• The Dominican Father Niccolò Riccardi from Genoa who became the group’s inside man in the Holy Office (it was he who added the publication blurb that went beyond validating The Assayer as not contrary to established doctrine but praised its subtle and solid speculations about nature)
  • The jurist Giovanni Ciampoli who had been a student and proponent of Galileo’s ideas and joined the Academy of Lynceans in 1615 and who would become Pope Urban VIII’s “secret adviser and the guiding spirit in the new Curia” (Redondi 71) as well as Pope Urban VIII’s foremost and most successful diplomat
  • Giovanni Rondinelli, his personal physician as well as friend
  • Ascanio Picolomini, Archbishop of Siena who was such an important benefactor of Galileo in his final years
  • Most importantly for how Galileo’s memory has been preserved, his last student, Vincenzio Viviani.

Friends were important to Galileo. They were also critical to helping him survive the oppression of The Inquisition. Father Benedetto Castelli was a pupil of Galileo. In a letter to Castelli on 21 December 1613, Galileo insisted that profound religiosity required both “necessary demonstrations” and “sense experience,” That is how the bible of nature is revealed by unveiling the laws that govern that nature. Thus, the controversy with the Inquisition was not simply over the Copernican view of the universe, but also Galileo’s contentions that the divine can be understood through the study of nature and, further, that biblical hermeneutics can be enhanced by science in contrast to simply accepting the inherited interpretation by the Holy Fathers.

Castelli, for example, in 1612 took it upon himself to argue with the Pisan professor, Giorgio Corsio. Castelli favoured Galileo’s form of atomism versus the anti-atomistic nominalism of the Aristotelians. He would join with Father Cavalieri and Giovanni Ciampoli to expand upon and spread the new message of Galileo. In the controversies over applying scientific method to the Eucharist beginning in 1626, though the controversy dated back to the publication of The Assayer earlier, Castelli took on the role of both critically reviewing Galileo’s arguments and offering defences of his own. Further, Castelli was also the teacher of Evangelista Torricelli who became part of the second generation of Galileans, though tragically, both teacher and student died in the same year in1647.

Frederic Cesi provided the most important intellectual and academic home for Galileo in the Accademia dei Lincei, the Academy of Lynceans (deliberately set up in opposition to the Collegio Romano) which Cesi founded and to which Galileo was nominated in 1612. It was one of the first modern networked research institutes as well as a professional home for academics working scientifically and an intellectual home for the anti-scholastics. The initial members were mostly jurists and literary men.

Prince Cesi’s home, at least his country home near Urbino, served as an intellectual retreat where the advocates of the new science could share their thoughts and writing and even develop defense strategies as well as intellectual attacks (Operation Sarsi in 1623 when The Assayer is finally printed), ensuring prudential and diplomatic editing of works that could avoid unnecessary confrontation with the religious authorities, and putting forth other publications to advance the positions of the new scientists.   

However, it was the advancement in science that could be said to have been its most important function. Because of the printing press, books were now more widely available, but they were still relatively expensive. Prince Cesi created a magnificent library at his country home that expressed the great outpouring of support for humanist and theological culture as an alternative to the largest library at the time, the Collegio Romano Jesuit Library. Cesi’s library offered freedom of access, but not formally freedom of acquisition, for all books were still subject to the suppression laws of the Inquisition, though part of the new creativity was finding ways around those limitations even though the Inquisitorial Court had dubbed the new positions as contrary and injurious to faith, as propagating atheism, moral pessimism, materialism, naturalism and libertinism. Nevertheless, as in all totalitarian systems, a thriving trade in samizdat literature emerged. The fulcrum of a broad collection covering many topics that could be consulted was critical.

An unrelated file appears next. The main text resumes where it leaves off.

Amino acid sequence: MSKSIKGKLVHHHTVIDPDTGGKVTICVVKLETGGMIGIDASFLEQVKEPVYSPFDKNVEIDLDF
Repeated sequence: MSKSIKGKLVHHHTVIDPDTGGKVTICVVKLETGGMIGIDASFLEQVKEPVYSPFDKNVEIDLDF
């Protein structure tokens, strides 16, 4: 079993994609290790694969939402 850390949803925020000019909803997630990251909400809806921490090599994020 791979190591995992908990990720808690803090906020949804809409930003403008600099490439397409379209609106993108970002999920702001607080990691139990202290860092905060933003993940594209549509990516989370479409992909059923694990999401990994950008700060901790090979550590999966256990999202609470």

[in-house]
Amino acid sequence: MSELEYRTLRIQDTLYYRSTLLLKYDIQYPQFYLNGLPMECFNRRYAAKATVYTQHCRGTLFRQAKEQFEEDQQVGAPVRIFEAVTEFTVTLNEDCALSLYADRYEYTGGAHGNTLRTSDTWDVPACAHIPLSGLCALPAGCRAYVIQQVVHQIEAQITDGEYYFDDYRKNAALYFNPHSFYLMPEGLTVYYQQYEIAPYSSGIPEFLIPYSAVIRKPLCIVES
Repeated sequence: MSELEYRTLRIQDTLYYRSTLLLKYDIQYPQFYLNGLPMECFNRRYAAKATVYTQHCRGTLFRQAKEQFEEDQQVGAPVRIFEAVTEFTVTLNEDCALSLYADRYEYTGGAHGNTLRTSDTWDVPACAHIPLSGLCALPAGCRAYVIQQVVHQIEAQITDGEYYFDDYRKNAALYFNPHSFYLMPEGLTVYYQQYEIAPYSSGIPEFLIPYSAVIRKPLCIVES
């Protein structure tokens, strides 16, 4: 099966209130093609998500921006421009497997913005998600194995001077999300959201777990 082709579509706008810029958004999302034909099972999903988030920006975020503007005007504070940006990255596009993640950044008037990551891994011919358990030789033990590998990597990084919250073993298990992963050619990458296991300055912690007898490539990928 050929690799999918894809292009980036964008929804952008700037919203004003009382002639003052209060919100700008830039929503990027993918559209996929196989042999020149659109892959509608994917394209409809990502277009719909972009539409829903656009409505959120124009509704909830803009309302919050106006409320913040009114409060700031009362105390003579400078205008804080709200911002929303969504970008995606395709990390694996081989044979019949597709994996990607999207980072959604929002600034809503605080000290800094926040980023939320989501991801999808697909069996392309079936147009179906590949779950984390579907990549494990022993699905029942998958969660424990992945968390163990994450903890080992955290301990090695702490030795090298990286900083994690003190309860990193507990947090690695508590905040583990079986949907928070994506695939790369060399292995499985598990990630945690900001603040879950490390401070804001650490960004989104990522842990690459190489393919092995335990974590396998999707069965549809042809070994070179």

Federico Cesi was Galileo’s publisher in Rome. His home there was also a museum for an accumulation of fossils as well as another location for his extensive collection of books. Cesi’s most ambitious project was an encyclopedia of nature in all its aspects, the Theatrum naturale which, nevertheless still excluded mathematics, mechanics and astronomy as still too risky. Besides, Cesi was not a mathematician. He was a humanist. And even then, he was only able to publish the volumes on botany and zoology; physics, chemistry and geology waited later publishers.

Possibly the most important of Galileo’s friends was Cardinal Maffeo Barberini, a brilliant and politically ambitious prelate. In 1612, he supported Galileo. The key events took place between 1616 when Galileo was first accused of heresy and 1632 when he was charged and there was an actual court case run by the Inquisition. On 6 August 1623, Maffeo Barberini was elected Pope Urban VIII. A refined intellect now had control of the highest office and it was widely known that he was friendly with Galileo. The counter-reformation was underway as countries such as Hungary and Bohemia reverted almost as one to Catholicism and the Jesuits gained control of monasteries allegedly in the hands of corrupt religious orders. Usually in league with Spain, the Jesuits were very suspicious of the new pontiff, who had served in Paris, and his outreach to Richelieu. The Lynceans saw their opening with their old rivals, the Collegio Romano.

The other Barberini, Francesco, a nephew of the new pope, was appointed by Cesi to the Academy of Lyceans and, a few days later, Pope Urban VIII, in the same year he became pope, bestowed on his nephew the robes of a cardinal. Francesco was only 26 years old. He had also been Galileo’s student. The publication of Galileo’s The Assayer quickly followed; it was dedicated to the new pope. In authoritarian regimes, it is very helpful to have friends in high places.

However, The Assayer was a satire, more specifically a satire of the Aristotelians who populated the Collegio Romano and their cult of tradition. If Galileo had enemies before, they were now determined on revenge for both their loss of power and their humiliation. Three years later, in 1626, they found an opening. As we will see, Galileo’s friends were important simply as friends, but also as developers and exponents of his views and as defenders in the face of the power of The Inquisition.

I will examine how that power was exercised in a subsequent blog that will take up the trial of Galileo in which Pope Urban VIII, Cardinal Matteo Barberini, played such a crucial role.